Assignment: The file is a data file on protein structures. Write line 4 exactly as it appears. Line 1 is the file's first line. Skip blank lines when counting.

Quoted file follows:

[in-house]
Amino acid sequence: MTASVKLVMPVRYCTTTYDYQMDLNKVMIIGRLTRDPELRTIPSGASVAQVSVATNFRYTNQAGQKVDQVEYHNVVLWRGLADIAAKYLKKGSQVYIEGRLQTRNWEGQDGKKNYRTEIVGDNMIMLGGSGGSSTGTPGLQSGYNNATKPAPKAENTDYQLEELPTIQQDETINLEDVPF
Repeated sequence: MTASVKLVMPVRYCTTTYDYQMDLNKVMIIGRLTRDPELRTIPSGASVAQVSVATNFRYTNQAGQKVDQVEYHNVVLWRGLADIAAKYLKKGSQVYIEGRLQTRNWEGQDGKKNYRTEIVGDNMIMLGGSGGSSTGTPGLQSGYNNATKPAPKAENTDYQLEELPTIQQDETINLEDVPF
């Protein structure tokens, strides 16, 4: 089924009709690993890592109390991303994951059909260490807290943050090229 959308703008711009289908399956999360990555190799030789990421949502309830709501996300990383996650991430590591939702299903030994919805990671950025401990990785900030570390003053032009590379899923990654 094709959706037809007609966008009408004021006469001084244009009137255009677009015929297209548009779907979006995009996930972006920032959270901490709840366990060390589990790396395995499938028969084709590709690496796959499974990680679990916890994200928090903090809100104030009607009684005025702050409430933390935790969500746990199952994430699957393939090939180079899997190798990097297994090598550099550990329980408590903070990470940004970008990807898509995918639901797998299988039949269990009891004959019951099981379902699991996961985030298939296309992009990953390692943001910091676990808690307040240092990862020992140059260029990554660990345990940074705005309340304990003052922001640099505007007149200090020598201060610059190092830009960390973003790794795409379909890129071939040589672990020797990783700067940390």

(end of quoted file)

């Protein structure tokens, strides 16, 4: 089924009709690993890592109390991303994951059909260490807290943050090229 959308703008711009289908399956999360990555190799030789990421949502309830709501996300990383996650991430590591939702299903030994919805990671950025401990990785900030570390003053032009590379899923990654 094709959706037809007609966008009408004021006469001084244009009137255009677009015929297209548009779907979006995009996930972006920032959270901490709840366990060390589990790396395995499938028969084709590709690496796959499974990680679990916890994200928090903090809100104030009607009684005025702050409430933390935790969500746990199952994430699957393939090939180079899997190798990097297994090598550099550990329980408590903070990470940004970008990807898509995918639901797998299988039949269990009891004959019951099981379902699991996961985030298939296309992009990953390692943001910091676990808690307040240092990862020992140059260029990554660990345990940074705005309340304990003052922001640099505007007149200090020598201060610059190092830009960390973003790794795409379909890129071939040589672990020797990783700067940390």